a collection of religious, doctrinal and legal, traditional teaching of Judaism (initially, transmitted orally). T. [Hebrew: lamad ‘learn’, ‘study’] as a literary work is a record of explanations, commentaries and discussions of learned Jews (rabbis), adopting the Written Law (Torah, in its broad meaning) to a real, specific situation. The oldest part of T. is Mishnah (the work of rabbis called the Tanaites), which contains the main principles of conduct and legal norms of Judaism (Halakha), formulated between the 3rd century BC and the second century AD, written in the Hebrew language (the so-called Mishnaic Hebrew) and finally compiled by Judah the Prince (around 135–220). Mishnah became the basis for discussions and commentaries of the following generations of rabbis, the so-called Amoraim, whilst their statements, together with other threads of the oral tradition (Aggadah) formed the second part of the Talmud the Gemara, written in Aramaic; The Gemara was created in 2 Jewish circles: in Palestine and Babylon, which resulted in the creation of 2 Gemaras and, consequently, 2 T.; the Palestinian version of the T., called the Jerusalem Talmud, completed in the 4th century (it comprised 39 tractates), whilst the Babylonian version (much more extensive, though containing 37 tractates only), called the Babylonian Talmud, was compiled around 500; The Babylonian Talmud became, apart from the Hebrew Bible, the foundations of Judaism.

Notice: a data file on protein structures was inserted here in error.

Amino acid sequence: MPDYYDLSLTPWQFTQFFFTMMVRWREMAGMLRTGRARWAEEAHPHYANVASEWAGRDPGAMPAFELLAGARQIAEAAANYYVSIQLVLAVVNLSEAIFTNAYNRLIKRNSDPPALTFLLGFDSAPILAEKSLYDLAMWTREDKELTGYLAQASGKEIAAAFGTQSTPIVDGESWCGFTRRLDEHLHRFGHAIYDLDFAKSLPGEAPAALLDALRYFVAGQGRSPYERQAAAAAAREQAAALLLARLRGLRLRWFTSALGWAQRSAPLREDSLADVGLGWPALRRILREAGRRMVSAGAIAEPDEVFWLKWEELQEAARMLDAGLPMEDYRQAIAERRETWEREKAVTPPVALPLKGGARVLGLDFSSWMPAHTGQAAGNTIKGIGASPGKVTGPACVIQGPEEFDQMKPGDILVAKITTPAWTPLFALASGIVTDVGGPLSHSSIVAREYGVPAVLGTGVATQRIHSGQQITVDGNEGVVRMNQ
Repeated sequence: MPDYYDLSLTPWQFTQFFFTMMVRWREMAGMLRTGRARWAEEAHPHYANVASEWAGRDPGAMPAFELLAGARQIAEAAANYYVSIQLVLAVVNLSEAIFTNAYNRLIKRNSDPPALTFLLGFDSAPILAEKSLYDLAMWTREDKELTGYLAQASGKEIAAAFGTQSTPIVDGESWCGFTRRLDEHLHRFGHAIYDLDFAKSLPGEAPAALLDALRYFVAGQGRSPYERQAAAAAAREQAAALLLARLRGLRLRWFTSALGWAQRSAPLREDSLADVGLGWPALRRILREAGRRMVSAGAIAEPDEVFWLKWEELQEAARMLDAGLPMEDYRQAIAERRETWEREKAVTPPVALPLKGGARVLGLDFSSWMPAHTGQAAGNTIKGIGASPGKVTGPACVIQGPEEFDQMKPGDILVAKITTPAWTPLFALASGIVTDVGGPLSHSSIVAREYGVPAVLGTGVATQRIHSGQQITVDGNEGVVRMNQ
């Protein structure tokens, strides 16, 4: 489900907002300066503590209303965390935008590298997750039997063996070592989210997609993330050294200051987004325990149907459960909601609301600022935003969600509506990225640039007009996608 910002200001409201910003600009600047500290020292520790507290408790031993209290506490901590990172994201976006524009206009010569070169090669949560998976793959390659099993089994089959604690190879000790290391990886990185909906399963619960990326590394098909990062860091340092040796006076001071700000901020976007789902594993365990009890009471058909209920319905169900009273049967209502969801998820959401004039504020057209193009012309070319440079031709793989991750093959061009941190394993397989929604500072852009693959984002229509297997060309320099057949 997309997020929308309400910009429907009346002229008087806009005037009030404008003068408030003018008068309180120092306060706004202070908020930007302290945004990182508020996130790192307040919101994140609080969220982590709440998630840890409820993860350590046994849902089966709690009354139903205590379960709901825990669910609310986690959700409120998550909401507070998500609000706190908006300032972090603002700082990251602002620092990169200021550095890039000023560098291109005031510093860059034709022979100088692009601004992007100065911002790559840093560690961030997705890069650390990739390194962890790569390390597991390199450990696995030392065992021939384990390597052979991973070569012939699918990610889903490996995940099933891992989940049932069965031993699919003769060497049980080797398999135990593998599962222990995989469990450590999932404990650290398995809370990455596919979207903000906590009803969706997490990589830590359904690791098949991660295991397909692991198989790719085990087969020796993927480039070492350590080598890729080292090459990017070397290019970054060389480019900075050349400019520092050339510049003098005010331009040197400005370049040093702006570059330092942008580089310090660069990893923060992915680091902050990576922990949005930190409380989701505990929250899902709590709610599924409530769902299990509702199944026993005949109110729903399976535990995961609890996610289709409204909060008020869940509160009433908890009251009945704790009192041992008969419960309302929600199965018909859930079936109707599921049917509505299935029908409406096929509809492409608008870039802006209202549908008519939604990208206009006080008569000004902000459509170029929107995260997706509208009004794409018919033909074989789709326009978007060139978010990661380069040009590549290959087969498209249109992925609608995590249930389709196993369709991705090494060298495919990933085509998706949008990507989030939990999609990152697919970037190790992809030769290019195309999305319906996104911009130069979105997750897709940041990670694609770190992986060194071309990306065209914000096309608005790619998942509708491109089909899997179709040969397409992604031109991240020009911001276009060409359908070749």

Sz. Datner, A. Kamieńska Z mądrości Talmudu [From the wisdom of the Talmud], Warsaw 1988;
W. Tyloch Opowieści mędrców Talmudu [Stories of the Talmud Sages], Gdynia 1993;
A. Cohen Talmud [The Talmud], Warsaw 1995.
Der babylonische Talmud, Hrsg. L. Goldschmidt, Bd. 1–9, Berlin 1897–1935.
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